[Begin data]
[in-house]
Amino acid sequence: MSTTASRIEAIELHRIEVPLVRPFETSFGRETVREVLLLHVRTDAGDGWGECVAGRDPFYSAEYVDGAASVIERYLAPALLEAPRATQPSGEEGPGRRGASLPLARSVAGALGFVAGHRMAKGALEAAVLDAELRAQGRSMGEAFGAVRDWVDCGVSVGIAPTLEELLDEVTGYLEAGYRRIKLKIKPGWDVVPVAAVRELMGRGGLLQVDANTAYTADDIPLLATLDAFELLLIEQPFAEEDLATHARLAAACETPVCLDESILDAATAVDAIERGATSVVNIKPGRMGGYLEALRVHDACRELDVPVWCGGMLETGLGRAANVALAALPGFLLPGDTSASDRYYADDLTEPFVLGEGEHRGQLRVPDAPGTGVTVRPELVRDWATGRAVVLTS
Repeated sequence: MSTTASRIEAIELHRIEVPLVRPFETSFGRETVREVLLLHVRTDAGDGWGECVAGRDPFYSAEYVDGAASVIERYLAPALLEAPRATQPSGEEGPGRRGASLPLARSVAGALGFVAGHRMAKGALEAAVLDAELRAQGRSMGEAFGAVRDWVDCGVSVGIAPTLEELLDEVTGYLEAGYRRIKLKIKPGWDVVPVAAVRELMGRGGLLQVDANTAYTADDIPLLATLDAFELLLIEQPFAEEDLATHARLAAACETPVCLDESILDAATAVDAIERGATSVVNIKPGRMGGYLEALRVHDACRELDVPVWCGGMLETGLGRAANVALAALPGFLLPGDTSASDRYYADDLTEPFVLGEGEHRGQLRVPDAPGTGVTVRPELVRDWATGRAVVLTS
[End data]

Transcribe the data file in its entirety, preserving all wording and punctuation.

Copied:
[in-house]
Amino acid sequence: MSTTASRIEAIELHRIEVPLVRPFETSFGRETVREVLLLHVRTDAGDGWGECVAGRDPFYSAEYVDGAASVIERYLAPALLEAPRATQPSGEEGPGRRGASLPLARSVAGALGFVAGHRMAKGALEAAVLDAELRAQGRSMGEAFGAVRDWVDCGVSVGIAPTLEELLDEVTGYLEAGYRRIKLKIKPGWDVVPVAAVRELMGRGGLLQVDANTAYTADDIPLLATLDAFELLLIEQPFAEEDLATHARLAAACETPVCLDESILDAATAVDAIERGATSVVNIKPGRMGGYLEALRVHDACRELDVPVWCGGMLETGLGRAANVALAALPGFLLPGDTSASDRYYADDLTEPFVLGEGEHRGQLRVPDAPGTGVTVRPELVRDWATGRAVVLTS
Repeated sequence: MSTTASRIEAIELHRIEVPLVRPFETSFGRETVREVLLLHVRTDAGDGWGECVAGRDPFYSAEYVDGAASVIERYLAPALLEAPRATQPSGEEGPGRRGASLPLARSVAGALGFVAGHRMAKGALEAAVLDAELRAQGRSMGEAFGAVRDWVDCGVSVGIAPTLEELLDEVTGYLEAGYRRIKLKIKPGWDVVPVAAVRELMGRGGLLQVDANTAYTADDIPLLATLDAFELLLIEQPFAEEDLATHARLAAACETPVCLDESILDAATAVDAIERGATSVVNIKPGRMGGYLEALRVHDACRELDVPVWCGGMLETGLGRAANVALAALPGFLLPGDTSASDRYYADDLTEPFVLGEGEHRGQLRVPDAPGTGVTVRPELVRDWATGRAVVLTS